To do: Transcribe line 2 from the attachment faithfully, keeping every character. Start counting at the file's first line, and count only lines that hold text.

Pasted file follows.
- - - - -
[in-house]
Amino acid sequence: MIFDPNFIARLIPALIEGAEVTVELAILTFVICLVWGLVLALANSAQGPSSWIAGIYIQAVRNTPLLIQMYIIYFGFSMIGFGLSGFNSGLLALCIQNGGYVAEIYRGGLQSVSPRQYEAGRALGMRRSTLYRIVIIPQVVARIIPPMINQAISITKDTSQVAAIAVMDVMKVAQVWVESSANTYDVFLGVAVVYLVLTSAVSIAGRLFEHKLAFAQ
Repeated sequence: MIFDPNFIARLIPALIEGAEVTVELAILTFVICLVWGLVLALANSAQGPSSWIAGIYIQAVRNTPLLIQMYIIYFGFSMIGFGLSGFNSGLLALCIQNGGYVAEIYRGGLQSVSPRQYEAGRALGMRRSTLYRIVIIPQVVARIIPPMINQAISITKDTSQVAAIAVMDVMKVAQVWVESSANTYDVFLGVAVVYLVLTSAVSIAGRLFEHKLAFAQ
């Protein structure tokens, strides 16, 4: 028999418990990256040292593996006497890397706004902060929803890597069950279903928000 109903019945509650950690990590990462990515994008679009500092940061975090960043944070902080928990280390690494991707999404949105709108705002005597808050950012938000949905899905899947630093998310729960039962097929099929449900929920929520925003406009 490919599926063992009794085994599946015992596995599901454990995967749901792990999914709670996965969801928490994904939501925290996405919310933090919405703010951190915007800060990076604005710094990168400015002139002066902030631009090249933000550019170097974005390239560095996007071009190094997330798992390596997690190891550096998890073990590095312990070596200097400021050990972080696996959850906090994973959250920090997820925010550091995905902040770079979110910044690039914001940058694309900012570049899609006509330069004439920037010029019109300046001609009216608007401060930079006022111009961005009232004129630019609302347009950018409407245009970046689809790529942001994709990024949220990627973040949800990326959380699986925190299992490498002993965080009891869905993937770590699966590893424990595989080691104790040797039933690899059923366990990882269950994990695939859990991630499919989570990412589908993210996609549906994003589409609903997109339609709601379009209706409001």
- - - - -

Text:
Amino acid sequence: MIFDPNFIARLIPALIEGAEVTVELAILTFVICLVWGLVLALANSAQGPSSWIAGIYIQAVRNTPLLIQMYIIYFGFSMIGFGLSGFNSGLLALCIQNGGYVAEIYRGGLQSVSPRQYEAGRALGMRRSTLYRIVIIPQVVARIIPPMINQAISITKDTSQVAAIAVMDVMKVAQVWVESSANTYDVFLGVAVVYLVLTSAVSIAGRLFEHKLAFAQ